American Fable is ambitious, maybe too much so sometimes, but there's an intense pleasure in the boldness of the film's style.
"Men, Women and Children" is a film that wants to make a grand and profound statement about where we are as a society today; how modern technology has affected human relationships by showing how the very tools theoretically designed to bring people together have instead driven them further into their own individual online worlds filled with hardcore pornography, violent video games, potentially dangerous chat-mates and whatever that Tumblr thing is. A potentially interesting premise is handled so badly that what might have been a provocative drama quickly and irrevocably devolves into the technological equivalent of the old anti-dope chestnut "Reefer Madness," squandering the efforts of a strong and talented cast struggling mightily to make something of the ridiculously trite material.
Based on the novel by Chad Kulgen, Reitman's adaptation is set in a small Texas town, and follows a group of high school students and their parents whose lives have been overrun with high-tech gadgets and all the troubles they can inspire. Donny (Adam Sandler) is an ordinary guy whose dissatisfaction with his marriage leads him first to straightforward internet pornography and later to an escort service for a fling; little does he suspect that wife Helen (Rosemarie DeWitt) is following a similar mental trajectory. Their son, Chris (Travis Trope), has become so versed in pornography that direct human contact with a girl is no longer enough to excite him—a condition that reaches a head, so to speak, when sexpot cheerleader Hannah (Olivia Crocicchia) makes a play for him. Hannah, by the way, is an aspiring starlet who has a website filled with provocative photos for her "fans," and if you are curious as to where her mother is, it turns out than Mom (Judy Greer) runs the site and takes the photos in the hopes of giving her daughter the Hollywood career that was denied her years earlier.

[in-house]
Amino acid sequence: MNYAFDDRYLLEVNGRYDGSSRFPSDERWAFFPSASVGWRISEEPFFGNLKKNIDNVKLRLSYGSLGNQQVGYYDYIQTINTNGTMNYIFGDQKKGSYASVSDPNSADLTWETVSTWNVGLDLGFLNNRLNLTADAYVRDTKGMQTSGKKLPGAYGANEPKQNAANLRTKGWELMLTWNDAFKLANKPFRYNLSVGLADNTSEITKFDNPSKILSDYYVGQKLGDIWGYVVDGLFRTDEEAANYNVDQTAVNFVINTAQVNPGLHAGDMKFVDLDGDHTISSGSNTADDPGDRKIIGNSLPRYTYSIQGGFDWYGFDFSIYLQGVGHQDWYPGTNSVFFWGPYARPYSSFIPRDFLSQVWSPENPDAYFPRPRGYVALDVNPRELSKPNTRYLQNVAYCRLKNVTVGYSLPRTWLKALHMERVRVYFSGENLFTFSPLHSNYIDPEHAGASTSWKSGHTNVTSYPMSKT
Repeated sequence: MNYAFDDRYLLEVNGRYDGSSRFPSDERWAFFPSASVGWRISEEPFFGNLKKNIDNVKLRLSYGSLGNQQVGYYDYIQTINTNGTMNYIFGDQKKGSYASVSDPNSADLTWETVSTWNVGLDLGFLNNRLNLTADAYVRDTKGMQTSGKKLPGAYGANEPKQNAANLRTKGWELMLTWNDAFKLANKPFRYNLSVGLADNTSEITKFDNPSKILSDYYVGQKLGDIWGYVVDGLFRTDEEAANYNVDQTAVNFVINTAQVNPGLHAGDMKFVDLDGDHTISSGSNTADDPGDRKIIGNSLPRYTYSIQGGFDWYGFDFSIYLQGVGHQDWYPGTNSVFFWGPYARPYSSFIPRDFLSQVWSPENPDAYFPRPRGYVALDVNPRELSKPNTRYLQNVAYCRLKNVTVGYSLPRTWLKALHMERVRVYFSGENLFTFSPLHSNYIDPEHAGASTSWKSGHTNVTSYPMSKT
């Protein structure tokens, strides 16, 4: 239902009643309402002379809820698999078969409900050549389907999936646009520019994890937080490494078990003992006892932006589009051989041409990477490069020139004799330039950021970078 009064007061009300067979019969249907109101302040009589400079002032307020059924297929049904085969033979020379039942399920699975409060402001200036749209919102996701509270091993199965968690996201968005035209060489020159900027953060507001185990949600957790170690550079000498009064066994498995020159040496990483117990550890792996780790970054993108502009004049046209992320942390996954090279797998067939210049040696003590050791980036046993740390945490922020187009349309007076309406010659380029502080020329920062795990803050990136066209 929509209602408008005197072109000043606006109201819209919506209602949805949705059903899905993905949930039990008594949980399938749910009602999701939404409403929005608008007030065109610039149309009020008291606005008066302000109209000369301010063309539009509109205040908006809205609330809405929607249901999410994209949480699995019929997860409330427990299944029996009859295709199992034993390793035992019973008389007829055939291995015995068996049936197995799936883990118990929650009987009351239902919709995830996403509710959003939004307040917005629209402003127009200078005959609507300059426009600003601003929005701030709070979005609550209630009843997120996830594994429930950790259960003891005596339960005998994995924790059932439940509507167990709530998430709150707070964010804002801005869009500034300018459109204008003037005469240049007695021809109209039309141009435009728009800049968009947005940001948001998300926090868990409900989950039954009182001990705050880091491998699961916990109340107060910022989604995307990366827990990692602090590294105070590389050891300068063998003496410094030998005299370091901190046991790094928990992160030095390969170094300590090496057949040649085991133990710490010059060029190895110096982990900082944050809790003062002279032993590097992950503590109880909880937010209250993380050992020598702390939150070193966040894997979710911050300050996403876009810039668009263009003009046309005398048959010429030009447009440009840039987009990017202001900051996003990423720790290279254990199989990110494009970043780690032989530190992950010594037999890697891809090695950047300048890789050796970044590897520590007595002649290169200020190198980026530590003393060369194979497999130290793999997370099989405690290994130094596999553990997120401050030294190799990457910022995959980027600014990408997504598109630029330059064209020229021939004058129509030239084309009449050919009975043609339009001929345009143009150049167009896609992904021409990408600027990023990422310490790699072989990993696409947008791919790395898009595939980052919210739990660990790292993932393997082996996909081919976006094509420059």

Mom, by the way, is beginning to see Kent (Dean Norris), who is still reeling from his wife's recent abandonment of him and his son, school football star Tim (Ansel Elgort). As a result of his mother's absence, Tim has developed an existential funk that leads him to quit the team and start spending his time playing video games and pursuing the school's requisite quirky outsider girl—you can tell because she reads actual books—Brandy (Kaitlyn Dever). Brandy, alas, is living under the yoke of her wildly overprotective mother, Patricia (Jennifer Garner), who not only monitors her every online move right down to the number of keystrokes but leads a neighborhood discussion group dedicated to warning about the hidden dangers of being online. ("I want to give you a pamphlet about the dangers of selfies.")
Finally, there is Allison (Elena Kampouris), a young girl whose desire to be thin has driven her to an eating disorder and a website where other anorexics offer inspiration as she starves herself. All of this activity is being monitored by an unseen narrator (Emma Thompson), who muses about the frivolity of our behavior while Voyager hurtles through space with its records showing mankind at his best.